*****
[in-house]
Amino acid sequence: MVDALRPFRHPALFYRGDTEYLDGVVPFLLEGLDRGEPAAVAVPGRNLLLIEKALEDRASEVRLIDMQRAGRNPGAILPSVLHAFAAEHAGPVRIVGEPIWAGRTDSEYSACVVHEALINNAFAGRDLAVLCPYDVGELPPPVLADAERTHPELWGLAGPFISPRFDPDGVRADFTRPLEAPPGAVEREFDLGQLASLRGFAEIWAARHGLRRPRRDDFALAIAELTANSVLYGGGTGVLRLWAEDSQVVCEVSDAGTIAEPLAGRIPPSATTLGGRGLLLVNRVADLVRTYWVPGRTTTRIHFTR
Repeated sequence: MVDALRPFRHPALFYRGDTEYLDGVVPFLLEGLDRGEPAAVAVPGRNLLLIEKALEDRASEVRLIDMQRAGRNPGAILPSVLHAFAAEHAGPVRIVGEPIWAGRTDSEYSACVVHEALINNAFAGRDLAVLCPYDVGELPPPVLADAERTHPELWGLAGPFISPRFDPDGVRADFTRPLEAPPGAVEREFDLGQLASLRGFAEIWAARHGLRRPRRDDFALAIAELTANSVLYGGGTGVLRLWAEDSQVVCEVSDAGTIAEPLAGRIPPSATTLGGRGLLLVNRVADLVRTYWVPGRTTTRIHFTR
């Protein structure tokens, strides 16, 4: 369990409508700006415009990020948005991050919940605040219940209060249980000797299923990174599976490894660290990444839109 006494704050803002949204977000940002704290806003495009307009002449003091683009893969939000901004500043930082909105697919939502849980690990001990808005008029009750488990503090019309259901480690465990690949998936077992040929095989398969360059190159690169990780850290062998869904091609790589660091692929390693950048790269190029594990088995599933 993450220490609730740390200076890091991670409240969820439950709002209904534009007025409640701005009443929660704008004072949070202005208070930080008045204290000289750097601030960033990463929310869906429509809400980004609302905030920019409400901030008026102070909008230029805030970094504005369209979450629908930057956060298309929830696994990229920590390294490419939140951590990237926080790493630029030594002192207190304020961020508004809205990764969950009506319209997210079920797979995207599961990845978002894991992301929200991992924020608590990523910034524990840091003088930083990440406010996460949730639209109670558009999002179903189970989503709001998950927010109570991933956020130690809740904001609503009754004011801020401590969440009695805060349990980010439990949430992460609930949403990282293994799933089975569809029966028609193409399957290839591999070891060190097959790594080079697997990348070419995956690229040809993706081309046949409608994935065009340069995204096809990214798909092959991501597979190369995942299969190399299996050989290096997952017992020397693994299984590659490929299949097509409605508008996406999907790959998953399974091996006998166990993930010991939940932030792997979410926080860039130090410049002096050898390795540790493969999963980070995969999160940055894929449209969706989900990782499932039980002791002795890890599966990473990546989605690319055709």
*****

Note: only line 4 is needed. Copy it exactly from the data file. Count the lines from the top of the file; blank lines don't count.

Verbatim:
């Protein structure tokens, strides 16, 4: 369990409508700006415009990020948005991050919940605040219940209060249980000797299923990174599976490894660290990444839109 006494704050803002949204977000940002704290806003495009307009002449003091683009893969939000901004500043930082909105697919939502849980690990001990808005008029009750488990503090019309259901480690465990690949998936077992040929095989398969360059190159690169990780850290062998869904091609790589660091692929390693950048790269190029594990088995599933 993450220490609730740390200076890091991670409240969820439950709002209904534009007025409640701005009443929660704008004072949070202005208070930080008045204290000289750097601030960033990463929310869906429509809400980004609302905030920019409400901030008026102070909008230029805030970094504005369209979450629908930057956060298309929830696994990229920590390294490419939140951590990237926080790493630029030594002192207190304020961020508004809205990764969950009506319209997210079920797979995207599961990845978002894991992301929200991992924020608590990523910034524990840091003088930083990440406010996460949730639209109670558009999002179903189970989503709001998950927010109570991933956020130690809740904001609503009754004011801020401590969440009695805060349990980010439990949430992460609930949403990282293994799933089975569809029966028609193409399957290839591999070891060190097959790594080079697997990348070419995956690229040809993706081309046949409608994935065009340069995204096809990214798909092959991501597979190369995942299969190399299996050989290096997952017992020397693994299984590659490929299949097509409605508008996406999907790959998953399974091996006998166990993930010991939940932030792997979410926080860039130090410049002096050898390795540790493969999963980070995969999160940055894929449209969706989900990782499932039980002791002795890890599966990473990546989605690319055709």